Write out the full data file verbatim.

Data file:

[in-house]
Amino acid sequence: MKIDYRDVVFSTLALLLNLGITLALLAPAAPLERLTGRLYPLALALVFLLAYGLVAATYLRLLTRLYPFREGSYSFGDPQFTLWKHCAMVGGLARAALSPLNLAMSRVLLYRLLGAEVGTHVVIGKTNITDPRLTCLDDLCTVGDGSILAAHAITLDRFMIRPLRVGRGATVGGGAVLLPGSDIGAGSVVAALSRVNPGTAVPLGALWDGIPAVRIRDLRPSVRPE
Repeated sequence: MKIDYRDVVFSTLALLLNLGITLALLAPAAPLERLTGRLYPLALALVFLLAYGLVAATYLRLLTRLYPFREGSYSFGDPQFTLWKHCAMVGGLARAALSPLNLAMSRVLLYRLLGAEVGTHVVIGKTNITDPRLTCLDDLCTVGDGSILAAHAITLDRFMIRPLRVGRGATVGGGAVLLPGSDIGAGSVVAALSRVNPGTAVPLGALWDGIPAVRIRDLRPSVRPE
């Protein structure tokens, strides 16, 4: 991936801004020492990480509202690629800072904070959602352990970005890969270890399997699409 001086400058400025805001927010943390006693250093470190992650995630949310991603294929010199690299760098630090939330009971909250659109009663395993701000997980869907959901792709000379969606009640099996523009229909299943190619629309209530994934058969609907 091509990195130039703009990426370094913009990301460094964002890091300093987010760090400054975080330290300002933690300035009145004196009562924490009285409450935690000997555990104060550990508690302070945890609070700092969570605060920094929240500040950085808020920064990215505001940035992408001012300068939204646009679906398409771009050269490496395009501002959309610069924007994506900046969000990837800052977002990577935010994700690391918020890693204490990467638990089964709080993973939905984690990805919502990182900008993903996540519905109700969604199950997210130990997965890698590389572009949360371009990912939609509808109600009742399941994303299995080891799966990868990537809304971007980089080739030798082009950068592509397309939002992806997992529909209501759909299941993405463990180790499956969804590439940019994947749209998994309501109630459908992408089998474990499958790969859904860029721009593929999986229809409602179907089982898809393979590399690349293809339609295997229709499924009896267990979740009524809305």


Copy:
[in-house]
Amino acid sequence: MKIDYRDVVFSTLALLLNLGITLALLAPAAPLERLTGRLYPLALALVFLLAYGLVAATYLRLLTRLYPFREGSYSFGDPQFTLWKHCAMVGGLARAALSPLNLAMSRVLLYRLLGAEVGTHVVIGKTNITDPRLTCLDDLCTVGDGSILAAHAITLDRFMIRPLRVGRGATVGGGAVLLPGSDIGAGSVVAALSRVNPGTAVPLGALWDGIPAVRIRDLRPSVRPE
Repeated sequence: MKIDYRDVVFSTLALLLNLGITLALLAPAAPLERLTGRLYPLALALVFLLAYGLVAATYLRLLTRLYPFREGSYSFGDPQFTLWKHCAMVGGLARAALSPLNLAMSRVLLYRLLGAEVGTHVVIGKTNITDPRLTCLDDLCTVGDGSILAAHAITLDRFMIRPLRVGRGATVGGGAVLLPGSDIGAGSVVAALSRVNPGTAVPLGALWDGIPAVRIRDLRPSVRPE
């Protein structure tokens, strides 16, 4: 991936801004020492990480509202690629800072904070959602352990970005890969270890399997699409 001086400058400025805001927010943390006693250093470190992650995630949310991603294929010199690299760098630090939330009971909250659109009663395993701000997980869907959901792709000379969606009640099996523009229909299943190619629309209530994934058969609907 091509990195130039703009990426370094913009990301460094964002890091300093987010760090400054975080330290300002933690300035009145004196009562924490009285409450935690000997555990104060550990508690302070945890609070700092969570605060920094929240500040950085808020920064990215505001940035992408001012300068939204646009679906398409771009050269490496395009501002959309610069924007994506900046969000990837800052977002990577935010994700690391918020890693204490990467638990089964709080993973939905984690990805919502990182900008993903996540519905109700969604199950997210130990997965890698590389572009949360371009990912939609509808109600009742399941994303299995080891799966990868990537809304971007980089080739030798082009950068592509397309939002992806997992529909209501759909299941993405463990180790499956969804590439940019994947749209998994309501109630459908992408089998474990499958790969859904860029721009593929999986229809409602179907089982898809393979590399690349293809339609295997229709499924009896267990979740009524809305």